Oman is regarded by the warring factions as a trustworthy partner which could play a key role in resolving the conflict in Yemen. Indeed, it has vested interests in resolving the war, as it fears a refugee crisis, economic difficulties, and the threat from extremists who could take advantage of the power vacuum that the civil war has created. In addition, having openly expressed its disagreement with the UAE’s foreign policy, Muscat is suspicious of the Southern Transitional Council (STC) which is closely linked to the UAE, and does not want to be trapped by another “UAE-aligned state,” should it be established. As an Ibadi Muslim-majority country without vying sectarian interests, the Houthis have openly expressed their preference for Oman as a mediator.

Significantly, Oman opposed the onset of a war after Ali Abdullah Saleh’s assassination, and has since the beginning of the Saudi-led coalition’s Operation Decisive Storm in March 2015 refused to take part. Finally, Oman’s role in efforts to achieve peace in Yemen have also been viewed favourably by the current internationally recognized president Abdrabbuh Mansur Hadi’s side, which trusts the Sultanate due to its “consistent track record of negotiating with the Houthis.”

As expected, Oman’s approach to foreign policy has often raised the ire of Saudi Arabia and the UAE. The Sultanate’s close relations with Qatar and Iran, for example, could potentially undermine its mediating efforts and hurt its credibility. While Oman’s absence from Operation Decisive Storm has been tolerated, in the future, Muscat’s actions could adversely impact its relations with its GCC allies. Consequently, Sultan Qaboos’ successor might be pressured to reorient Oman’s diplomacy away from Iran and closer to the GCC.

Muscat’s ties with Israel are also in the limelight, particularly following Israeli Prime Minister Benjamin Netanyahu’s visit to Oman in October 2018. Yet the Sultanate’s leadership has denied that normalization of bilateral ties is on the table unless a Palestinian state is established.

Overall, it remains to be seen how Oman will be able to preserve its foreign policy independence and continue to serve as a facilitator of diplomatic interactions in the Gulf region, while also maintaining relations both with the GCC member-states and Iran. The region is heating up and the challenges to Oman will grow as various players in the region become less flexible and increasingly maximalist in their foreign policy agendas.

Theodore Karasik is the senior advisor at Gulf State Analytics, a Washington, DC-based geopolitical risk consultancy. Follow him on Twitter: @TKarasik.

Andreas Paraskevopoulos is an intern at Gulf State Analytics.

The Harrowing Humanitarian Toll of Sanctioning Iran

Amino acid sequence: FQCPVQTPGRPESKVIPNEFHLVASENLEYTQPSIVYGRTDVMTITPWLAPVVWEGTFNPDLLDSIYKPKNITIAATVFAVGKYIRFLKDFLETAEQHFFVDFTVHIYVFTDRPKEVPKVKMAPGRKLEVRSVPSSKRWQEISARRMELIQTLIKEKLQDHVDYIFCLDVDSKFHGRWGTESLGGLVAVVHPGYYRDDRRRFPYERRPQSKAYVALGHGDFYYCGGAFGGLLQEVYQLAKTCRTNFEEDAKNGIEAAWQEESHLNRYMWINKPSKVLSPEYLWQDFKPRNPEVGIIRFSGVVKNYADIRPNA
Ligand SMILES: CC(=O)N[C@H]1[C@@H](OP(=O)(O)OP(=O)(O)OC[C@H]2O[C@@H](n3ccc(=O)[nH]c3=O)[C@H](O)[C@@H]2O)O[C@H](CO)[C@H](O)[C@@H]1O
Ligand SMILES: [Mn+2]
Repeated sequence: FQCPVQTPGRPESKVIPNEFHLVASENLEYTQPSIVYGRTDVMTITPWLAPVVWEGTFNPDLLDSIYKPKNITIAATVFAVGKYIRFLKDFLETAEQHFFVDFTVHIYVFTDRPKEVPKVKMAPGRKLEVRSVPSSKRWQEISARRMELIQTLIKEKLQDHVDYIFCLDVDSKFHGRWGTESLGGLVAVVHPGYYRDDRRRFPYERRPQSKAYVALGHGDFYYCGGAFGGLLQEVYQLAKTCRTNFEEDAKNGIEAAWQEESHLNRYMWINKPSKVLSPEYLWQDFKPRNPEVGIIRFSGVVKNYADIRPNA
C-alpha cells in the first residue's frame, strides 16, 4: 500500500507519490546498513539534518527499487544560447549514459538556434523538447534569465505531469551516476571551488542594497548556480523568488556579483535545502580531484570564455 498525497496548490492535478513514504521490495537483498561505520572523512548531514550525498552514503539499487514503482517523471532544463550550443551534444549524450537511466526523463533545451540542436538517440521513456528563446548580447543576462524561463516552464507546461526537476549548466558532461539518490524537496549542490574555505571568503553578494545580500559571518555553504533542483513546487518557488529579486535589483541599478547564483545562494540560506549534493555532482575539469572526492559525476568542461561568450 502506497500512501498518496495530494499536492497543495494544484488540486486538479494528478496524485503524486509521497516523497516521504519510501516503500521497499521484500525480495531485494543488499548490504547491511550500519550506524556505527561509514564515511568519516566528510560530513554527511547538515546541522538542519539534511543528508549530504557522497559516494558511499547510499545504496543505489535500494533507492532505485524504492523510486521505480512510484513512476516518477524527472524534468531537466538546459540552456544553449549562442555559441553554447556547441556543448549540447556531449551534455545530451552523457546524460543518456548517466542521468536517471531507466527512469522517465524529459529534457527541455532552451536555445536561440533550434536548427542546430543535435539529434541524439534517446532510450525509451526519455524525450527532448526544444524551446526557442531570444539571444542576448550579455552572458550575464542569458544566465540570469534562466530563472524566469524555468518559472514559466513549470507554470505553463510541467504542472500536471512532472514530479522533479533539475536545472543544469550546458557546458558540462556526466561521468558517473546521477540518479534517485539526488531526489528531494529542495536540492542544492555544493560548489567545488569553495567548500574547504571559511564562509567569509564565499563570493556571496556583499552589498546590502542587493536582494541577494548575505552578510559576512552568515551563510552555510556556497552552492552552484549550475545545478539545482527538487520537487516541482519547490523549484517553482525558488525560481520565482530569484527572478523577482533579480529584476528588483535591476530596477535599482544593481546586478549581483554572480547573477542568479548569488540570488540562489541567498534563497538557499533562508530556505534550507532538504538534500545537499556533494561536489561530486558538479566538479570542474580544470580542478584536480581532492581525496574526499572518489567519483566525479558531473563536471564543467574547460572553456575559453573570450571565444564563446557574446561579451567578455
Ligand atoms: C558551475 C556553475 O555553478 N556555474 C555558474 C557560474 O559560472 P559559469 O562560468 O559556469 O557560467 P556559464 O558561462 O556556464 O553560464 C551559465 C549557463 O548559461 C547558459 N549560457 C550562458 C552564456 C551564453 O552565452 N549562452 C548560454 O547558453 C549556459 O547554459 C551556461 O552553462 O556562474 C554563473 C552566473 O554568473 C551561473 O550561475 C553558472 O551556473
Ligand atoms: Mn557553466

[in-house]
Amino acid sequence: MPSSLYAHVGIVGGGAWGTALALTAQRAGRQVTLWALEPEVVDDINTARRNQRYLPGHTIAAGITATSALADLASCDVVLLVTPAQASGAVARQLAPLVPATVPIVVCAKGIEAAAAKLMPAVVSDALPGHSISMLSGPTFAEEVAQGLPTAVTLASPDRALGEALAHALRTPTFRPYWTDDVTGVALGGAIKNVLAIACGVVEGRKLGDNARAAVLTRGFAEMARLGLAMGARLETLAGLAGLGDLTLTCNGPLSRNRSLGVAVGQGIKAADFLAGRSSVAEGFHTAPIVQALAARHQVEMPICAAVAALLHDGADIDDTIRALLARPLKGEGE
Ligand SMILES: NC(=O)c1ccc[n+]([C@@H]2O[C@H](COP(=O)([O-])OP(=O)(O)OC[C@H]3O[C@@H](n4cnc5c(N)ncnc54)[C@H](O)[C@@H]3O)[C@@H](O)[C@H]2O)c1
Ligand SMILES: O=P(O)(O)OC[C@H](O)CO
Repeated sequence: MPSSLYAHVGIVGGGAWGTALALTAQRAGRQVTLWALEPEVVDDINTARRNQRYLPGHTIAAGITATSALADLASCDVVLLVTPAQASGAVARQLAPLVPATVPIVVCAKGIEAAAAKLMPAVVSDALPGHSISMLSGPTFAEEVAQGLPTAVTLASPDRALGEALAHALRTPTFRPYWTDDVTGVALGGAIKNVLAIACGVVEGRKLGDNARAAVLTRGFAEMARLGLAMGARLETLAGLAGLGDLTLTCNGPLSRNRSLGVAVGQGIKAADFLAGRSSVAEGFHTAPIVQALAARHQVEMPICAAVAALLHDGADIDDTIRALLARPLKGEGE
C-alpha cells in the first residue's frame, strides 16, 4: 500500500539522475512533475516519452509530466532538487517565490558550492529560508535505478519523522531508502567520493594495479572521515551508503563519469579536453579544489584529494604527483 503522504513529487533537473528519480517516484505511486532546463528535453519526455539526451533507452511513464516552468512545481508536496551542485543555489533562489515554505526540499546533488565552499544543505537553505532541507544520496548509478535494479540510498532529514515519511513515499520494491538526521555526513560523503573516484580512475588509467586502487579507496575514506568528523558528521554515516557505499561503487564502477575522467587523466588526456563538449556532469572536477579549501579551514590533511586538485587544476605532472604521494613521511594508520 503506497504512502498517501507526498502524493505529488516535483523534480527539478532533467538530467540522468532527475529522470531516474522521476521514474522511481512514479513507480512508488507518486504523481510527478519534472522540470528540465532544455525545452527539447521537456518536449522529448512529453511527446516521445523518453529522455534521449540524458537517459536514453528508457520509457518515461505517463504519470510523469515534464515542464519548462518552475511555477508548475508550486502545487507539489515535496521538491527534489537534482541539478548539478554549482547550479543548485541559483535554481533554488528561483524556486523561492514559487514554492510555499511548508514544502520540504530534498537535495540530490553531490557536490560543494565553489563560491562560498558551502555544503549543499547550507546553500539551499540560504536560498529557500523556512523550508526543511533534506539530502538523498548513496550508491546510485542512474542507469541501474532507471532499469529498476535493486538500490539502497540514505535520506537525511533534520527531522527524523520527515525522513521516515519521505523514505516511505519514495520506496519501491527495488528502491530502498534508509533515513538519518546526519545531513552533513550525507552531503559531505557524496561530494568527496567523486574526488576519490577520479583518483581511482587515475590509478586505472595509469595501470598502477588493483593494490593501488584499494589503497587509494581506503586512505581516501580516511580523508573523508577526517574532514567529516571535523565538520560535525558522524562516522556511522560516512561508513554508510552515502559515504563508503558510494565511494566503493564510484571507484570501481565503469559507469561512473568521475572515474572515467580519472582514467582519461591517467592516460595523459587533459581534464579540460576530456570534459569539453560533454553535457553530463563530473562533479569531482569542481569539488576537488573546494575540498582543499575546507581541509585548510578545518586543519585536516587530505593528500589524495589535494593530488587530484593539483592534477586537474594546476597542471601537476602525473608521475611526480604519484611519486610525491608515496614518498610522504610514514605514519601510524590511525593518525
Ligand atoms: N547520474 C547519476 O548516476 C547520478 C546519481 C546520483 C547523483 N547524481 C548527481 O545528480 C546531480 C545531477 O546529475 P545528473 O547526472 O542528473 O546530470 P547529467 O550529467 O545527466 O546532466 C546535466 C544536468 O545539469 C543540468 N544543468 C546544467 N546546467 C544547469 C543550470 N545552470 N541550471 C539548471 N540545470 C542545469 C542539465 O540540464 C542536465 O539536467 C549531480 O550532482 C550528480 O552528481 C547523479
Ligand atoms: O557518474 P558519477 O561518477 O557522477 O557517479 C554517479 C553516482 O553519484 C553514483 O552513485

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Drug Shortages in Iran under new US sanctions

Iran has faced repeated rounds of multilateral sanctions from the U.S., EU, and UN, since its 1979 revolution, which overthrew the Shah and brought Grand Ayatollah Ruhollah Khomeini to power. Although the sanctions were intended to curb Iran’s nuclear program and end its alleged support for international terrorism, they have spilled over into unrelated civilian sectors, exacting a harrowing toll on ordinary Iranians by denying them life-saving medication as well access to travel, study, and banking abroad. 

Jimmy Carter initiated the first series of U.S. sanctions against Iran in November 1979 in response to the Iranian Hostage Crisis, when a group of students took control of the U.S. embassy in Tehran and held dozens of U.S. diplomats hostage. The U.S. froze Iranian government assets in the U.S. and in American banks abroad, until the release of the hostages in January 1981. Reagan later re-imposed sanctions on Iranian products in 1984 due to Iran’s alleged support for international terrorism. The U.S. expanded sanctions against oil exports from Iran under the Iran Sanctions Act of 1996 and subsequently extended the ban to all trade and investment activities. 

In 2010, Congress passed the Comprehensive Iran Sanctions, Accountability, and Divestment Act, which amended the existing sanctions under the Iran Sanctions Act of 1996 to put greater pressure on Iran to curb its nuclear program. The new law banned the import of most Iranian goods and services and forbade American citizens from exporting goods and services to Iran. 

Although section 3, article 10 of the Act notes that: “the people of the United States have feelings of friendship for the people of Iran,” and “regret that developments in recent decades have created impediments to that friendship,” the U.S. intensified sanctions the following year. It extended them to include punitive measures against persons and companies that aided or supplied Iran’s oil or chemical industry and to target groups such as the Islamic Revolutionary Guard. 

The U.S. has been the primary but not the sole instigator of sanctions. The UN Security Council also imposed sanctions on Iran in 2006 and subsequently passed a series of resolutions imposing a travel ban on certain persons, freezing individuals’ and companies’ assets, embargoing material that could be used for Iran’s nuclear and ballistic missile programs, and banning the exportation and procurement of arms.